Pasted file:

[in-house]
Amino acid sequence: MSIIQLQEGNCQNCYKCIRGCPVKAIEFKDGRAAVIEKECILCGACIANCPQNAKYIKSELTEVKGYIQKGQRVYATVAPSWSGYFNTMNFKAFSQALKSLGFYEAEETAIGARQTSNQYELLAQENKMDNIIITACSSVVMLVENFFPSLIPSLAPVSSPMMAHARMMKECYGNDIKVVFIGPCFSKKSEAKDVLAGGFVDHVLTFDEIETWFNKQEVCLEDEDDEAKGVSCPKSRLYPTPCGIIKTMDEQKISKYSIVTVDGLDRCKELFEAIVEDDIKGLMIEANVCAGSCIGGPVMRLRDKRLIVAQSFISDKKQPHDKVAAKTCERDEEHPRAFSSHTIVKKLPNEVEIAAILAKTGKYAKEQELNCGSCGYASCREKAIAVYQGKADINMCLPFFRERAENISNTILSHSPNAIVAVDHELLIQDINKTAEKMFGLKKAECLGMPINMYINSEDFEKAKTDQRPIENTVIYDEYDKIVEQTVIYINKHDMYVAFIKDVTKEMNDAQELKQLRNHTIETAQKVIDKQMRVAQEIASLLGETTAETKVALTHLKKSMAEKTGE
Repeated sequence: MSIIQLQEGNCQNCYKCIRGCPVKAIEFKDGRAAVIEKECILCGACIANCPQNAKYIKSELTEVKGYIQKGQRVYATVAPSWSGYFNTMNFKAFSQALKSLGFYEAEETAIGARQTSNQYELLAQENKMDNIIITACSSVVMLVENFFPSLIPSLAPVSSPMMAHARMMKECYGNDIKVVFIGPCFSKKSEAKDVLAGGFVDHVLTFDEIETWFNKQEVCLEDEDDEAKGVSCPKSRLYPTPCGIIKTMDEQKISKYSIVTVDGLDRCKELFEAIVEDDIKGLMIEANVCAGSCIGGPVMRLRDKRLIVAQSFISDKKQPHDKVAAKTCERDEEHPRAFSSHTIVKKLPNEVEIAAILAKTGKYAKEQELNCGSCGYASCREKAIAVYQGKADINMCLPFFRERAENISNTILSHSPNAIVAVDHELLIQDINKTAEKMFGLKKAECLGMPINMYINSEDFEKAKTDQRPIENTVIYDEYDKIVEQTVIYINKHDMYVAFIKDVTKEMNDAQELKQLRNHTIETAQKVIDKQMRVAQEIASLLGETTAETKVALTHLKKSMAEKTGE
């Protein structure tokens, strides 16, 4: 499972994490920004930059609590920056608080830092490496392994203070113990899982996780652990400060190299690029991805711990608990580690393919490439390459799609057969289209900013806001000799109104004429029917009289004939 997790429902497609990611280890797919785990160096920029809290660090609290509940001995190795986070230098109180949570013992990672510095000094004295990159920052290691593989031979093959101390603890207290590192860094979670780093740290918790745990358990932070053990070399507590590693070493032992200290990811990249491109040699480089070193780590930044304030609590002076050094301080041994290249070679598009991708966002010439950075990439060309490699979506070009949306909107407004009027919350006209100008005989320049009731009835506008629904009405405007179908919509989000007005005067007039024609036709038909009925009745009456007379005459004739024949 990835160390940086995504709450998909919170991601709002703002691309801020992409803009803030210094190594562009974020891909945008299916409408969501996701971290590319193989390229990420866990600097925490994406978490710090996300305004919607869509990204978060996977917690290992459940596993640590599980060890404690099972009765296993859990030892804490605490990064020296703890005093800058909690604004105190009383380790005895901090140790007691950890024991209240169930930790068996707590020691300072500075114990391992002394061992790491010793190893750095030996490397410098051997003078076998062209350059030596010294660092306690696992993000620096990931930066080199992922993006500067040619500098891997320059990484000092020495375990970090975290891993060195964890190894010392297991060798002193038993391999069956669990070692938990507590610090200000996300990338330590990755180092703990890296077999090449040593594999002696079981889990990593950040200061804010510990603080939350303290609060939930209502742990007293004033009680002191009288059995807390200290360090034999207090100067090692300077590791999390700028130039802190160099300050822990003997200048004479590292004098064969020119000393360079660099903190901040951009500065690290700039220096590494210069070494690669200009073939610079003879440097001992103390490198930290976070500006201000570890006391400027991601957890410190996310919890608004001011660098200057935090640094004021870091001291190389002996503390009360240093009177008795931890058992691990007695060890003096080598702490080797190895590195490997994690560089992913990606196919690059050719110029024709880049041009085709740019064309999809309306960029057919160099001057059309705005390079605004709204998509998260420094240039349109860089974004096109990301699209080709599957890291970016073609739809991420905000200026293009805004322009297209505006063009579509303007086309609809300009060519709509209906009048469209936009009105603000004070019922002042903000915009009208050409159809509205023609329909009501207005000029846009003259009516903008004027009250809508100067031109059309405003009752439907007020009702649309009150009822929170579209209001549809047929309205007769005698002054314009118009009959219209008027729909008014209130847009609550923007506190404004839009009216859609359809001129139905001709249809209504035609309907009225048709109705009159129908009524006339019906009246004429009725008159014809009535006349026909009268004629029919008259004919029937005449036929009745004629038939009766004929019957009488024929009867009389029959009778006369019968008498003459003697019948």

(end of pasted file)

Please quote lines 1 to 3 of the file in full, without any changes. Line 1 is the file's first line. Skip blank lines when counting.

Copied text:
[in-house]
Amino acid sequence: MSIIQLQEGNCQNCYKCIRGCPVKAIEFKDGRAAVIEKECILCGACIANCPQNAKYIKSELTEVKGYIQKGQRVYATVAPSWSGYFNTMNFKAFSQALKSLGFYEAEETAIGARQTSNQYELLAQENKMDNIIITACSSVVMLVENFFPSLIPSLAPVSSPMMAHARMMKECYGNDIKVVFIGPCFSKKSEAKDVLAGGFVDHVLTFDEIETWFNKQEVCLEDEDDEAKGVSCPKSRLYPTPCGIIKTMDEQKISKYSIVTVDGLDRCKELFEAIVEDDIKGLMIEANVCAGSCIGGPVMRLRDKRLIVAQSFISDKKQPHDKVAAKTCERDEEHPRAFSSHTIVKKLPNEVEIAAILAKTGKYAKEQELNCGSCGYASCREKAIAVYQGKADINMCLPFFRERAENISNTILSHSPNAIVAVDHELLIQDINKTAEKMFGLKKAECLGMPINMYINSEDFEKAKTDQRPIENTVIYDEYDKIVEQTVIYINKHDMYVAFIKDVTKEMNDAQELKQLRNHTIETAQKVIDKQMRVAQEIASLLGETTAETKVALTHLKKSMAEKTGE
Repeated sequence: MSIIQLQEGNCQNCYKCIRGCPVKAIEFKDGRAAVIEKECILCGACIANCPQNAKYIKSELTEVKGYIQKGQRVYATVAPSWSGYFNTMNFKAFSQALKSLGFYEAEETAIGARQTSNQYELLAQENKMDNIIITACSSVVMLVENFFPSLIPSLAPVSSPMMAHARMMKECYGNDIKVVFIGPCFSKKSEAKDVLAGGFVDHVLTFDEIETWFNKQEVCLEDEDDEAKGVSCPKSRLYPTPCGIIKTMDEQKISKYSIVTVDGLDRCKELFEAIVEDDIKGLMIEANVCAGSCIGGPVMRLRDKRLIVAQSFISDKKQPHDKVAAKTCERDEEHPRAFSSHTIVKKLPNEVEIAAILAKTGKYAKEQELNCGSCGYASCREKAIAVYQGKADINMCLPFFRERAENISNTILSHSPNAIVAVDHELLIQDINKTAEKMFGLKKAECLGMPINMYINSEDFEKAKTDQRPIENTVIYDEYDKIVEQTVIYINKHDMYVAFIKDVTKEMNDAQELKQLRNHTIETAQKVIDKQMRVAQEIASLLGETTAETKVALTHLKKSMAEKTGE